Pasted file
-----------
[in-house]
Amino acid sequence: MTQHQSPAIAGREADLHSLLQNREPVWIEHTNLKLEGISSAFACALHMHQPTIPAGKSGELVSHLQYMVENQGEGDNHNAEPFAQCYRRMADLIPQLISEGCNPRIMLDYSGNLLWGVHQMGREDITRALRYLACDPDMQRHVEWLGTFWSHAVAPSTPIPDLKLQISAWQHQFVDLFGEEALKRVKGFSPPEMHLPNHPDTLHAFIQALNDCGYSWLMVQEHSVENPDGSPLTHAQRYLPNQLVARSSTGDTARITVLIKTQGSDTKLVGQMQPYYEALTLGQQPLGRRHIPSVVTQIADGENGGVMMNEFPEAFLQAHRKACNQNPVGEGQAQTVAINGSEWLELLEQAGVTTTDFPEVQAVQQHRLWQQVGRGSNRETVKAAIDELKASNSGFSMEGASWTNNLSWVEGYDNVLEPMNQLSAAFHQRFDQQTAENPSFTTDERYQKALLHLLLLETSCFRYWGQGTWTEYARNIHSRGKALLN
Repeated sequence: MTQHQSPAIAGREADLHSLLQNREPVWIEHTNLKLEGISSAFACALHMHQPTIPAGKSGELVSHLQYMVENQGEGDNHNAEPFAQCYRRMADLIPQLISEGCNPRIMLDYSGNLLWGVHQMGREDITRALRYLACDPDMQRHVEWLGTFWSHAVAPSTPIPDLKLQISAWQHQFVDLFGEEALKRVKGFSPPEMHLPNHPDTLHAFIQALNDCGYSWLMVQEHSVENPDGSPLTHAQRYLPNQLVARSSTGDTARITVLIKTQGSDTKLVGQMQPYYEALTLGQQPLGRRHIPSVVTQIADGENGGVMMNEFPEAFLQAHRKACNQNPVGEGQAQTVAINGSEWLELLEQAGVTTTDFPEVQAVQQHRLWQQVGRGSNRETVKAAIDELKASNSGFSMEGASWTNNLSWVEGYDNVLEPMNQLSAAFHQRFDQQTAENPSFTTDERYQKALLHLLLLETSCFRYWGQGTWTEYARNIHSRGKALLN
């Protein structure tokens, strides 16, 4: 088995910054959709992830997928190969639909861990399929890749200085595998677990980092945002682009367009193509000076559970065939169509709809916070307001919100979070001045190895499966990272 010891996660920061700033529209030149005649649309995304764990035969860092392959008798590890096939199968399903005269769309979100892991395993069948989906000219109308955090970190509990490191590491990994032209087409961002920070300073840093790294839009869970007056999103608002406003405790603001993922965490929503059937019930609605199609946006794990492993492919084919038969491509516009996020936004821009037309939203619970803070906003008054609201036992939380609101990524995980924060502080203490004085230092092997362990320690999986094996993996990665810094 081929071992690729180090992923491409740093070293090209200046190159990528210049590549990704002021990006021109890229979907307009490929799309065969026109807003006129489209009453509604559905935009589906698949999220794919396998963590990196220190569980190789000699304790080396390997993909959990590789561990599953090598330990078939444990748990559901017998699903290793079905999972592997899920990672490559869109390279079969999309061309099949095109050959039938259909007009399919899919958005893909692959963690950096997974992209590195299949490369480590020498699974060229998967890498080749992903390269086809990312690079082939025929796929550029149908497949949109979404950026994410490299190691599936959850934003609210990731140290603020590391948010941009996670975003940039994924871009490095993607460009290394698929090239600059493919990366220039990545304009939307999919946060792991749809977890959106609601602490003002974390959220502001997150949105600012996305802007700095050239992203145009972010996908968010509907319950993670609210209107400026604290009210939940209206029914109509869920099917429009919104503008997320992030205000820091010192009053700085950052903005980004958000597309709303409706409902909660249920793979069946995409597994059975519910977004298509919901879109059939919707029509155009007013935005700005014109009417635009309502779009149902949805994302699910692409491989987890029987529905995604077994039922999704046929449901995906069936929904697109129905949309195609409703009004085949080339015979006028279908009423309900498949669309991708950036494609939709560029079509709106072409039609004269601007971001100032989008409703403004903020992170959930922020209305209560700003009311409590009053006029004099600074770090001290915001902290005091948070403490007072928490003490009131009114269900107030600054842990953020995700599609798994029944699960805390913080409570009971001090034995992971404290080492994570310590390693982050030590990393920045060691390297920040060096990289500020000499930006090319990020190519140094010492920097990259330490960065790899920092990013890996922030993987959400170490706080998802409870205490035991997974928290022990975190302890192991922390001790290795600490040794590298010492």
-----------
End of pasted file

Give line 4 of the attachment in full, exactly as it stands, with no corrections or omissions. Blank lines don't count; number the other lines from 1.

């Protein structure tokens, strides 16, 4: 088995910054959709992830997928190969639909861990399929890749200085595998677990980092945002682009367009193509000076559970065939169509709809916070307001919100979070001045190895499966990272 010891996660920061700033529209030149005649649309995304764990035969860092392959008798590890096939199968399903005269769309979100892991395993069948989906000219109308955090970190509990490191590491990994032209087409961002920070300073840093790294839009869970007056999103608002406003405790603001993922965490929503059937019930609605199609946006794990492993492919084919038969491509516009996020936004821009037309939203619970803070906003008054609201036992939380609101990524995980924060502080203490004085230092092997362990320690999986094996993996990665810094 081929071992690729180090992923491409740093070293090209200046190159990528210049590549990704002021990006021109890229979907307009490929799309065969026109807003006129489209009453509604559905935009589906698949999220794919396998963590990196220190569980190789000699304790080396390997993909959990590789561990599953090598330990078939444990748990559901017998699903290793079905999972592997899920990672490559869109390279079969999309061309099949095109050959039938259909007009399919899919958005893909692959963690950096997974992209590195299949490369480590020498699974060229998967890498080749992903390269086809990312690079082939025929796929550029149908497949949109979404950026994410490299190691599936959850934003609210990731140290603020590391948010941009996670975003940039994924871009490095993607460009290394698929090239600059493919990366220039990545304009939307999919946060792991749809977890959106609601602490003002974390959220502001997150949105600012996305802007700095050239992203145009972010996908968010509907319950993670609210209107400026604290009210939940209206029914109509869920099917429009919104503008997320992030205000820091010192009053700085950052903005980004958000597309709303409706409902909660249920793979069946995409597994059975519910977004298509919901879109059939919707029509155009007013935005700005014109009417635009309502779009149902949805994302699910692409491989987890029987529905995604077994039922999704046929449901995906069936929904697109129905949309195609409703009004085949080339015979006028279908009423309900498949669309991708950036494609939709560029079509709106072409039609004269601007971001100032989008409703403004903020992170959930922020209305209560700003009311409590009053006029004099600074770090001290915001902290005091948070403490007072928490003490009131009114269900107030600054842990953020995700599609798994029944699960805390913080409570009971001090034995992971404290080492994570310590390693982050030590990393920045060691390297920040060096990289500020000499930006090319990020190519140094010492920097990259330490960065790899920092990013890996922030993987959400170490706080998802409870205490035991997974928290022990975190302890192991922390001790290795600490040794590298010492």